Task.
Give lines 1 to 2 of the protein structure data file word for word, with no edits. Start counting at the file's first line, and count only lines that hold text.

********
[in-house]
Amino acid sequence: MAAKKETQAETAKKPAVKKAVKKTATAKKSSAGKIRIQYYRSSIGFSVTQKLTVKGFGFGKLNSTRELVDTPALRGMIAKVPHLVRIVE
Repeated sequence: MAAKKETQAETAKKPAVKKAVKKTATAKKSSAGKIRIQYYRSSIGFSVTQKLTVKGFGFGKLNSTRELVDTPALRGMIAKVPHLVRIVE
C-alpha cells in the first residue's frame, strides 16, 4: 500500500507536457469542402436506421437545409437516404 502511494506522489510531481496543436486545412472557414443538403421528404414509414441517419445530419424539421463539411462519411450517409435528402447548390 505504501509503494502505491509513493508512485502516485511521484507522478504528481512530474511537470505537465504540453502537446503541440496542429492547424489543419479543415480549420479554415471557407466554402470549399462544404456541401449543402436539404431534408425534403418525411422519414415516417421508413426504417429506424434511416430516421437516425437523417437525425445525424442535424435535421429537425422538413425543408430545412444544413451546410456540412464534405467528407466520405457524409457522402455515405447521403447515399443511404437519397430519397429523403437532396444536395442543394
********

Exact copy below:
[in-house]
Amino acid sequence: MAAKKETQAETAKKPAVKKAVKKTATAKKSSAGKIRIQYYRSSIGFSVTQKLTVKGFGFGKLNSTRELVDTPALRGMIAKVPHLVRIVE